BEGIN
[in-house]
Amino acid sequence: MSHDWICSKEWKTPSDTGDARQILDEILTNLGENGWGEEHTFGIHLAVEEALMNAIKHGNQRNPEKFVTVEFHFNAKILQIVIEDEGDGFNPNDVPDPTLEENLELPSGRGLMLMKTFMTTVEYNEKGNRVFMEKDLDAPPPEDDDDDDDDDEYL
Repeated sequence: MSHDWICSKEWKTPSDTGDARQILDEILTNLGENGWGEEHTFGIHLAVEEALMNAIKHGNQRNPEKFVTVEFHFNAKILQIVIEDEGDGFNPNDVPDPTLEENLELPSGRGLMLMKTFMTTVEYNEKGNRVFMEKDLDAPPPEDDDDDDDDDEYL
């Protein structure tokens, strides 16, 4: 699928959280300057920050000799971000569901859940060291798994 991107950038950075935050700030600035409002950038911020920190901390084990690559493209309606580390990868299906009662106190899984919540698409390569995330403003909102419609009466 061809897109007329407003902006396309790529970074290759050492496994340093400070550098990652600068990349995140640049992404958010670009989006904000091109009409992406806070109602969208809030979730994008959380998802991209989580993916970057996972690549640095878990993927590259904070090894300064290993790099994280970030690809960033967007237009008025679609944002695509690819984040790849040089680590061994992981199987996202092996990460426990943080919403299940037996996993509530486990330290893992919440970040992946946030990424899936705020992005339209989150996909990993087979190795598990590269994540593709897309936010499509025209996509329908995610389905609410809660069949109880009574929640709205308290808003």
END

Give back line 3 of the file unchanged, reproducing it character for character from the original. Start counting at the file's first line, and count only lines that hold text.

Repeated sequence: MSHDWICSKEWKTPSDTGDARQILDEILTNLGENGWGEEHTFGIHLAVEEALMNAIKHGNQRNPEKFVTVEFHFNAKILQIVIEDEGDGFNPNDVPDPTLEENLELPSGRGLMLMKTFMTTVEYNEKGNRVFMEKDLDAPPPEDDDDDDDDDEYL